We are all born with math brains

Math, more than any other subject, is associated with innate ability.

I just didn’t get the math gene.

I have always struggled with numbers.

These phrases suggest that the sacred “math brain” is a gift that a small percentage of children receive at birth.

However, research over the past few decades has revealed that our brains are plastic. This means that instead of being born with a fixed amount of intelligence, our brains change as we learn and experience new things. Whenever we learn something deeply, we create new connections and pathways – we literally grow our brain. These findings prove that experience and learning create intelligence. Thus, everyone is capable of learning new things (like math) if they are provided the right set of experiences.

The belief that you can grow your intelligence is called a growth mindset. Carol Dweck developed this term, and in her research she found that about 40% of students have a growth mindset. Another 40% believe that intelligence is predetermined or fixed, and the last 20% fluctuate between the two. She also found that the beliefs you hold about your intelligence have a direct connection to your actions. People with a growth mindset are more likely to value hard work and see challenges as opportunities. People with a fixed mindset are more likely to give up and shy away from challenges.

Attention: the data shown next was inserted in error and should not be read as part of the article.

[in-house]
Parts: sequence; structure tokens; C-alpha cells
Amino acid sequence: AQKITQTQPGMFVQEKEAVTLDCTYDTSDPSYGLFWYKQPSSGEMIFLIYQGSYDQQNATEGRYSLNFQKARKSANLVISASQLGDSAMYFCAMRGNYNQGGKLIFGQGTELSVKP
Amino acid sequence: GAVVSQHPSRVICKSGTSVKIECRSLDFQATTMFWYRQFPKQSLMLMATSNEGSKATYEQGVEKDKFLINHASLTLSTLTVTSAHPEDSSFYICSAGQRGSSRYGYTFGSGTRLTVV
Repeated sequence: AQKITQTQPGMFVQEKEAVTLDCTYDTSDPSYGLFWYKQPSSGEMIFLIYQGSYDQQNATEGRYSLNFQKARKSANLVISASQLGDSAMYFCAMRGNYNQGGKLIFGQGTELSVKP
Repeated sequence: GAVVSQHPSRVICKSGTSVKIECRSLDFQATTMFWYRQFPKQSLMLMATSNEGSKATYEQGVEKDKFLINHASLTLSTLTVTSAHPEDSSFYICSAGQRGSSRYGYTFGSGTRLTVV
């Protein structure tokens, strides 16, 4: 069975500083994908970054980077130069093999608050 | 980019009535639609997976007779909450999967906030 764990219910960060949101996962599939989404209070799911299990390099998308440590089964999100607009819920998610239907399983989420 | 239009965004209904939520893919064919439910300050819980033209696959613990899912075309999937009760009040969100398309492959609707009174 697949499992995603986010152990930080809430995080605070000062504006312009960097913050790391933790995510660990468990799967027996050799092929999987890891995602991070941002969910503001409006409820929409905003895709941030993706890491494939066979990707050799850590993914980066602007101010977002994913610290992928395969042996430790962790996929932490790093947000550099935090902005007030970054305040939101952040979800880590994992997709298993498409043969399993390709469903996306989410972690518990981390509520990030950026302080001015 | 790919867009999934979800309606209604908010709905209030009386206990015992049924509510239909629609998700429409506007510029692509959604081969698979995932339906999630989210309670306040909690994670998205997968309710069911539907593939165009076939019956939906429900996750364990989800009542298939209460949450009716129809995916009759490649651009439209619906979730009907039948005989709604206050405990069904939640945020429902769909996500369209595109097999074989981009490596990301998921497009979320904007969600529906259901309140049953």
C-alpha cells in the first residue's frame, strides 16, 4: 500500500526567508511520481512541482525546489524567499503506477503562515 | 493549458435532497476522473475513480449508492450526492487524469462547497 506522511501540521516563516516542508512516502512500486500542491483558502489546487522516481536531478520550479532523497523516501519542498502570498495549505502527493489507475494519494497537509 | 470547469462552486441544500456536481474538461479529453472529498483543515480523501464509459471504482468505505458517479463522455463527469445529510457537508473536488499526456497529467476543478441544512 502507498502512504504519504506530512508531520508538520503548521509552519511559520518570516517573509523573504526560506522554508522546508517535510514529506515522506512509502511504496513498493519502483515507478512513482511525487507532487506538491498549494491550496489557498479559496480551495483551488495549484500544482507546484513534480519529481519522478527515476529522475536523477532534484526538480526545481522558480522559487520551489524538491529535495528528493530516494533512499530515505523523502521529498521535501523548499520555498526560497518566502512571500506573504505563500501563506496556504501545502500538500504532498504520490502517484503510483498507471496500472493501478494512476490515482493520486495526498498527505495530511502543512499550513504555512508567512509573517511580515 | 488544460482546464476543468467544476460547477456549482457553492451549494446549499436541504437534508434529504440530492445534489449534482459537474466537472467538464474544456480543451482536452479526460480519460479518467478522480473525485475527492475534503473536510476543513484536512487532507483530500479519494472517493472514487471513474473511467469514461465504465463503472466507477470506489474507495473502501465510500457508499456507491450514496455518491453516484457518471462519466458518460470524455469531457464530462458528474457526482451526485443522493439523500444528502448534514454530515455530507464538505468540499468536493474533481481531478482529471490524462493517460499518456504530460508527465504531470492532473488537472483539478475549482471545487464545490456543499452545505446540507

So how do we use these findings to support math learning?

First, neural connections and pathways are built when we experience rich and stimulating experiences. When those experiences happen repeatedly and often, the connections and pathways get stronger. In order to grow your children’s math brain, you must provide them with an engaging environment that promotes mathematical thinking.

Second, you must support your children in developing a growth mindset. The experiences that grow our brains the most tend to be the most challenging. Your child must be able to embrace the mistakes and failures that are integral to the learning process.

We’ll dive deeper into activities you can do at home to build your child’s math brain in later blog posts. For today, I want to focus on some specific things you can do to foster a growth mindset in your child.

Praise for a Growth Mindset

The praise you give your child lays the foundation for whether or not they grow up with a growth mindset or a fixed mindset. Let’s zoom in on the impact of two common phrases:

You are so smart.

You are such a hard worker.

When a child internalizes that they are smart, they expect to overcome challenges easily. They confidently get the right answer and understand topics quickly – until one fateful day, they come across a challenge that they don’t immediately grasp. Maybe it’s fractions in elementary school, or quadratic equations in high school, or even matrices in college. As they struggle to make sense of the problem, a thought creeps into their head: does this mean that I’m not smart anymore?